Let's set the record straight: I eat at Chipotle (NYSE: CMG ) every day. I love the fast-casual Mexican chain's fresh, healthful, sustainable, guacamole-licious burrito bowls.
I'm no Chipotle investor, though. I've noticed a problem in Chipotle's operations that doesn't bother me as a customer, but would give me major heartburn if I were an investor.
Guacamole costs extra. Is that OK?
That's the question I get asked every time I pass through Chipotle's fast-service burrito assembly line. I always answer yes, because I can't pass up Chipotle's guac.
There's a reason Chipotle charges $1.80 for guacamole, which ups one burrito's price by a whopping 30%—it's because guac is irresistible for customers and investors.
Customers love guacamole because it's delicious; investors love its high profit margins.
But what if customers are eating Chipotle's guacamole while keeping investors from profits?
93% of lunches are not free
Here's what I've noticed as a daily Chipotle customer: the cashiers, whether new or experienced hires, often forget to charge me for guacamole. I always correct the cashiers, but that hinges on my honesty and my knowledge of Chipotle's menu prices.
How many Chipotle customers will even notice when they're not charged for guacamole? If they do notice, are 100% of those customers honest enough to correct the cashier?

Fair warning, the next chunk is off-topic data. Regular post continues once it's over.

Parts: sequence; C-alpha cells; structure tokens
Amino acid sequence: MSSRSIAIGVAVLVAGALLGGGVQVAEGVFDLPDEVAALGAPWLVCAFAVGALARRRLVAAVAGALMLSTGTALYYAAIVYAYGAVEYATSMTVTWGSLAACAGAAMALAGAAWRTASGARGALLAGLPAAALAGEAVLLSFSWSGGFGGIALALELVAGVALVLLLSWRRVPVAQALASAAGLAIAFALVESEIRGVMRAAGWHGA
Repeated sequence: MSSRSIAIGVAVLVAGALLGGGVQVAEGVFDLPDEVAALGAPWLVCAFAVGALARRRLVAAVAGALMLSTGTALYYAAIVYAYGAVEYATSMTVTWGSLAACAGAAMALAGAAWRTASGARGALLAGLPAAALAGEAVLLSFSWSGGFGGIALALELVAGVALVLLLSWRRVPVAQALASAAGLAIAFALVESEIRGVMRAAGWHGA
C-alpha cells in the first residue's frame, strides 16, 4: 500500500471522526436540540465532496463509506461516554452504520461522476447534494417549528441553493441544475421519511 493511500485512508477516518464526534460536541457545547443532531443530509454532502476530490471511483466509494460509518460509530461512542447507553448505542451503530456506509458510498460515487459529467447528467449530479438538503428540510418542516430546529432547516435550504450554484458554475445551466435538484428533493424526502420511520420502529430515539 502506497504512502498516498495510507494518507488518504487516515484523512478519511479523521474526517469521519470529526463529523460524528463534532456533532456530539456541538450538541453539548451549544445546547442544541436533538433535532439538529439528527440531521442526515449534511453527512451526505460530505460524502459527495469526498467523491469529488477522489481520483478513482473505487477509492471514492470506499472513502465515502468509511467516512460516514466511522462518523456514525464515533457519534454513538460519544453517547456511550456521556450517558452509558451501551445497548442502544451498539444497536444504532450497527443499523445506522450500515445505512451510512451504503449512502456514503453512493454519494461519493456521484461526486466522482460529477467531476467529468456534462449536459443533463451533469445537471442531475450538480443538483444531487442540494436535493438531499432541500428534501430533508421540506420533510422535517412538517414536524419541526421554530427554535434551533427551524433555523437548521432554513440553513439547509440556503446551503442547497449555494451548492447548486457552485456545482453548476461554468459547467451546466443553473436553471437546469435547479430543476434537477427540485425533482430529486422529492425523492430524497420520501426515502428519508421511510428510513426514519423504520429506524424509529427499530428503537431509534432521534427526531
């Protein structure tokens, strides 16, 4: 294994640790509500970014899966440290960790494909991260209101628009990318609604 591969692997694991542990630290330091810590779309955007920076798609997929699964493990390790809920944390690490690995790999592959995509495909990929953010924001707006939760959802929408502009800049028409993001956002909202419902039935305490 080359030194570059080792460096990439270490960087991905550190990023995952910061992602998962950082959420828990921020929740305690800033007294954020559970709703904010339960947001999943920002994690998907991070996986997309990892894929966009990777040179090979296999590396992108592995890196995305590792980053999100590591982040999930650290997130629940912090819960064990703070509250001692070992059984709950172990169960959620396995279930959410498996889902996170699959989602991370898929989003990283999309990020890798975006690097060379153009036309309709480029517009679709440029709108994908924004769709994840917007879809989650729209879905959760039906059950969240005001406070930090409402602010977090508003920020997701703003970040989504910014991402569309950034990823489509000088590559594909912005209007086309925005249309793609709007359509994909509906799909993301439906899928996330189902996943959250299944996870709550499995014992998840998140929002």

Based on my experience, I'm not charged for guac at Chipotle every 1.5 to 2 weeks. That's once every 10 to 14 days, or 7%-10% of transactions where I have to correct the cashier.
Of course I'm only a sample size of one. At the very least, though, my experience shows that Chipotle does undercharge customers. Whether it's 1% or 12% of the time, it does happen.
Economists love to say there's no such thing as a free lunch—how about at Chipotle?
Henry Ford would shake his head
The reason for Chipotle's under-charging errors, in my opinion, is related to the restaurant's assembly line service. Thanks to the miracle of economic specialization, Chipotle customers can hardly blink as several workers scurry to assemble their burrito.
Problems occur because the workers who assemble customers' burritos are not the cashier. They must relay the orders vocally to the cashier, who then rings up customers. It's easy to see how during a lunch or dinner rush, order details would be lost in translation.
Chipotle's cashiers are only human and shouldn't be blamed for guacamole pricing faux pas, but management should be. As an investor, I'd want this loophole closed ASAP. I'd want to know how often customers are undercharged, and what Chipotle's doing to fix it.
Foolish bottom line
With Chipotle's premium stock price (now trading at 157 times 2012 revenues), investors should expect the company to be operating at maximum efficiency. Chipotle may not be doing so, and may be leaving easy money on the table by undercharging its customers.
But is Chipotle still a great growth stock?
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